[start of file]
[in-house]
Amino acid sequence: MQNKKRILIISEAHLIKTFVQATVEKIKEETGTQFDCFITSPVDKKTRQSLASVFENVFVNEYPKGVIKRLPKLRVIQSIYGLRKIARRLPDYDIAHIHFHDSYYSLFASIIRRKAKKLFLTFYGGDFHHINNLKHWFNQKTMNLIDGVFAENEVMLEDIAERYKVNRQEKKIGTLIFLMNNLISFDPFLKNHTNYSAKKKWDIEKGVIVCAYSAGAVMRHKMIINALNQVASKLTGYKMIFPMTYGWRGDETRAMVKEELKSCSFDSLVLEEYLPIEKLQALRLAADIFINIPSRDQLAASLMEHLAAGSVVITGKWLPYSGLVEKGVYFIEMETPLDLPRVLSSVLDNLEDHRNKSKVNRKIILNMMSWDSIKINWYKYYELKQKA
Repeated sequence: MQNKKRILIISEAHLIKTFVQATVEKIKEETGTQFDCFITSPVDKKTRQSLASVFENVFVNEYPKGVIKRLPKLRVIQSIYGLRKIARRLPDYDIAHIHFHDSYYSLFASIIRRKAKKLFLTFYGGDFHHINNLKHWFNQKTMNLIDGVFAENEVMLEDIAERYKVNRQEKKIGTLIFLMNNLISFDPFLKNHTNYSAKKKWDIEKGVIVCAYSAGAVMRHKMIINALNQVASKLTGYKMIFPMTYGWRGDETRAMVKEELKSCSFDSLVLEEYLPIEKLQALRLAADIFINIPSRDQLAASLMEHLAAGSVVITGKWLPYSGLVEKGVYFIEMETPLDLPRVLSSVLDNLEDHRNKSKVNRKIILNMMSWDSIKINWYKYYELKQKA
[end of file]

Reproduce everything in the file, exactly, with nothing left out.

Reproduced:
[in-house]
Amino acid sequence: MQNKKRILIISEAHLIKTFVQATVEKIKEETGTQFDCFITSPVDKKTRQSLASVFENVFVNEYPKGVIKRLPKLRVIQSIYGLRKIARRLPDYDIAHIHFHDSYYSLFASIIRRKAKKLFLTFYGGDFHHINNLKHWFNQKTMNLIDGVFAENEVMLEDIAERYKVNRQEKKIGTLIFLMNNLISFDPFLKNHTNYSAKKKWDIEKGVIVCAYSAGAVMRHKMIINALNQVASKLTGYKMIFPMTYGWRGDETRAMVKEELKSCSFDSLVLEEYLPIEKLQALRLAADIFINIPSRDQLAASLMEHLAAGSVVITGKWLPYSGLVEKGVYFIEMETPLDLPRVLSSVLDNLEDHRNKSKVNRKIILNMMSWDSIKINWYKYYELKQKA
Repeated sequence: MQNKKRILIISEAHLIKTFVQATVEKIKEETGTQFDCFITSPVDKKTRQSLASVFENVFVNEYPKGVIKRLPKLRVIQSIYGLRKIARRLPDYDIAHIHFHDSYYSLFASIIRRKAKKLFLTFYGGDFHHINNLKHWFNQKTMNLIDGVFAENEVMLEDIAERYKVNRQEKKIGTLIFLMNNLISFDPFLKNHTNYSAKKKWDIEKGVIVCAYSAGAVMRHKMIINALNQVASKLTGYKMIFPMTYGWRGDETRAMVKEELKSCSFDSLVLEEYLPIEKLQALRLAADIFINIPSRDQLAASLMEHLAAGSVVITGKWLPYSGLVEKGVYFIEMETPLDLPRVLSSVLDNLEDHRNKSKVNRKIILNMMSWDSIKINWYKYYELKQKA